“Drive your own race,” Jakester said after he yanked my harness tight.
I couldn’t believe it. I’ve been racing more years than he’s been alive, and here he was, giving me the exact same advice I’d be giving him if he was sitting in the driver’s seat. I laughed out loud inside my helmet, but he couldn’t hear that.
As I came to each turn, I shouted it out loud, “Drive your own race!” braked late, took my line and pushed my foot to the floor on exit. I was putting them away, and reeled in the Nascar.
Then, two laps before the checkered flag, my Corvette just stopped dead. It “felt” electrical, maybe as simple as a loose wire that fell off in Spokane’s bumps, or maybe I fried the coil.
That was it for me. It was Sunday, it had been a long weekend, with a long drive in front of me back home. I rebooked Jakester’s flight for early afternoon instead of the evening.
“Hey, what’s with you flying in for the race, and flying home, while I drive seven hours each way?” I asked as I drove him to the airport. He laughed.
“Next year,” he said, when he would be 16 and actually had a driver’s license.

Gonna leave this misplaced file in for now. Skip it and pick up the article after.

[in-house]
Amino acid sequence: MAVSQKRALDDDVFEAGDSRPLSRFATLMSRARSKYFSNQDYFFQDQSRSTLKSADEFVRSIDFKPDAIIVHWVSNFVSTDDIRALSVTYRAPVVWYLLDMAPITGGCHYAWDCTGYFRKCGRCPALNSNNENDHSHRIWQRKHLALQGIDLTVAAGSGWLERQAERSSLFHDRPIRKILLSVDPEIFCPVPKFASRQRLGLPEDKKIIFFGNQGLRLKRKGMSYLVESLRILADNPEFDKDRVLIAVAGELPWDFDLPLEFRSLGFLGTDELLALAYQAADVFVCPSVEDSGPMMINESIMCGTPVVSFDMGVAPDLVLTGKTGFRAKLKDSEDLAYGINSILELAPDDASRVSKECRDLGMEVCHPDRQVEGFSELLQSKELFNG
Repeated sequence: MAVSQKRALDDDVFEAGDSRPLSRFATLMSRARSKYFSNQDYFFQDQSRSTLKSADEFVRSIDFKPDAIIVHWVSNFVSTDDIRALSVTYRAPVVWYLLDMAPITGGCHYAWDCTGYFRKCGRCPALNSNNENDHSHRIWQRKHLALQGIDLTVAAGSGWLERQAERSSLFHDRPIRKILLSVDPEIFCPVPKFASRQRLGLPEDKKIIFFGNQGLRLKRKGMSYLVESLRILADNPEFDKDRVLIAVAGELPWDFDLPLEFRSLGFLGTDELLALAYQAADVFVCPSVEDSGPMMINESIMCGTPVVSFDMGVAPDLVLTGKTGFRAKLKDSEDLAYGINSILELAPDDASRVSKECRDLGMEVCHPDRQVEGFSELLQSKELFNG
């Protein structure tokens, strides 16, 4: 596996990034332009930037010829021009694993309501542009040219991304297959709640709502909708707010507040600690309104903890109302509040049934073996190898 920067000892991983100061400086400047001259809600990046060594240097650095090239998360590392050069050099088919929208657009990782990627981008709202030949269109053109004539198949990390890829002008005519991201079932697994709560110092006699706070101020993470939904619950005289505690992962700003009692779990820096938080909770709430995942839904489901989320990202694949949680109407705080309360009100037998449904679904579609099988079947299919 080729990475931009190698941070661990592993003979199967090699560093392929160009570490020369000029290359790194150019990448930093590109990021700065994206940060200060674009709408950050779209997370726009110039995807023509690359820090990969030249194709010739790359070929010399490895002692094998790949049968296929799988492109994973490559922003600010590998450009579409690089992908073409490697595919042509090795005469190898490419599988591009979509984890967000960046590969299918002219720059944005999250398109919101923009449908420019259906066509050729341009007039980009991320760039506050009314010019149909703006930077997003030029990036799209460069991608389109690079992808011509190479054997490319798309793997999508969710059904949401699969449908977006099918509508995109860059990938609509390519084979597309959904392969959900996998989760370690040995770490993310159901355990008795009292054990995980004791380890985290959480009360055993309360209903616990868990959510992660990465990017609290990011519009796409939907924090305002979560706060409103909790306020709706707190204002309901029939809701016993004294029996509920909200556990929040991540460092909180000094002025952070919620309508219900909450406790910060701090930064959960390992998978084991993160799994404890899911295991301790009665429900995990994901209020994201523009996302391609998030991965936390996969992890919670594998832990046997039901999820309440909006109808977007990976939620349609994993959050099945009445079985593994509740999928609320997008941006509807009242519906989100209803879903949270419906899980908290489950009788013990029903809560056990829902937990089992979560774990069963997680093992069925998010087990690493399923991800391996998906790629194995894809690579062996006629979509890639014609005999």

I can’t go to Indy with the rest of the guys. That’s the way it is. There are other commitments, then a pressure tank and water heater to replace on board Foxy. The parts aren’t too expensive, and I’ll do the work myself. Time and money are a little short, but I’ll get to learn something. There’s also a book draft to get to an editor in L.A. who has probably forgotten I exist, it’s been so long since we talked.
“Drive your own race,” Jakester said. Sheesh. Where’s he get that stuff? But sometimes, even when the tires are worn and there’s a spin, or something breaks and we don’t finish, driving your own race is pretty damn good even when it seems to be never enough.